Unilateral Effects

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Unilateral Effects

Federal Trade Commission and Justice Department
Merger Workshop
February 18, 2004

Joseph Kattan
Gibson, Dunn & Crutcher LLP
Washington, DC

The Insight of the 1992 Guidelines

  • New insight of 1992 guidelines is that unilateral effects can arise outside monopoly context
    • Daimler-Chrysler not the same as Daimler-BMW
    • Return to sub-markets?
  • Most important change in merger law since 1982 Merger Guidelines
  • Synthesis of economic theory and practical judgment about merger investigations
  • Profound impact on merger enforcement

What the Guidelines Say

  • Focus is on localized competition where “individual sellers compete more directly with those rivals selling closer substitutes”
  • Requires “a significant share of sales” to “consumers who regard the products of the merging firms as their first and second choices”
  • 35% screen for merged entity’s market share
  • Pragmatic tests reflecting quality of analytical tools available in merger investigations

The Lawyer’s Approach

  • The lawyer’s approach focuses on defining markets and identifying next best substitutes
  • Why? That’s what the Guidelines say
  • Analysis driven by interviews and documents
    • Too many documents
  • The economist’s critique: Lawyers use models but don’t articulate them sufficiently
  • 35% share screen and next-best substitutes analysis embody assumptions about the effects of cannibalization on merged firm’s incentives

The Economist’s Alternative

  • Economists are less tethered to the Guidelines
    • Institutional bias against the market definition-driven approach of the Merger Guidelines and case law
  • Attempt to get closer to the “real answer” through econometrics or merger simulations
    • Models with well-articulated specifications
  • Data is to economists what documents are to lawyers
    • Both want too much
  • The jargon of dead Frenchmen

The Role of Simulations

  • Modeling and simulations can be useful if sufficiently attuned to market realities and based on defensible assumptions
  • Small differences in assumptions can often make big differences in results
  • What are we trying to show?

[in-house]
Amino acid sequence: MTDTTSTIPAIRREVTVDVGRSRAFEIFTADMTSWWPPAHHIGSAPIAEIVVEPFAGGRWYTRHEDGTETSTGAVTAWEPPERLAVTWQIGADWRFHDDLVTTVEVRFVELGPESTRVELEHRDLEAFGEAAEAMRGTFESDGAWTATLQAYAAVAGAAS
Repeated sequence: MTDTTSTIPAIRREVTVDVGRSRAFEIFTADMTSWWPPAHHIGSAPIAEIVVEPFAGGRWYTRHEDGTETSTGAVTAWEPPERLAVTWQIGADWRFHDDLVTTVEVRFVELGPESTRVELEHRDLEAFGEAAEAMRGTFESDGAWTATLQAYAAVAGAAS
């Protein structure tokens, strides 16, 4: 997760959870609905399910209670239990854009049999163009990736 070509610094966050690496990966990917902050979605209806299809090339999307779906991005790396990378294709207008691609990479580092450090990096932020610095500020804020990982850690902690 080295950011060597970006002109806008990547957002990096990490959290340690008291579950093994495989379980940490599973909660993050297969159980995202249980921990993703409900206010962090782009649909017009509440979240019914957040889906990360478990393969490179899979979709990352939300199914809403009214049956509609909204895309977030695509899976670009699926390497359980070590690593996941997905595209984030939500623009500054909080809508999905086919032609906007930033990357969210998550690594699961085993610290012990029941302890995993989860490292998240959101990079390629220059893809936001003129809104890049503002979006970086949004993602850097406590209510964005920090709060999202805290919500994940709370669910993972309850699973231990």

• Magnitude of price increase?
    • Whether to get to next step of analysis?
  • The risk of false empiricism

Some Issues With Simulations

  • Merger simulations are likely to find more problematic mergers than the lawyer’s approach
  • Models are designed to predict a price increase
    • How does the plaintiff’s expert defend a model that predicts a price increase for safe harbor mergers?
  • Economist’s retort: “But this is before entry, repositioning, and efficiencies are considered”
    • That still means shifting the burden of proof to the merging parties

More Issues With Simulations

  • What happens to next-best substitutes in a world of logit models?
    • IIA assumption of identical cross-elasticities of all products with respect to a given product
  • More complex models impose great costs and have insatiable appetite for data
    • Issues with retail-level data as proxy for wholesale competition
    • Assumptions regarding elasticities over relevant range
  • Do models follow the Guidelines?
    • Source of anticompetitive unilateral effects
    • Burden of proof

Another Burden of Merger Review

  • Even proponents concede that modeling can be very expensive but may yield little of value
    • Costly for parties to get data, clean it up for economists, and analyze it
  • Scheffman critique raises valid implementation and theoretical issues
  • Reassuring to read Froeb critique of $100,000 rebuttal report
  • Merger proponents forced to perform defensive modeling
Updated June 25, 2015

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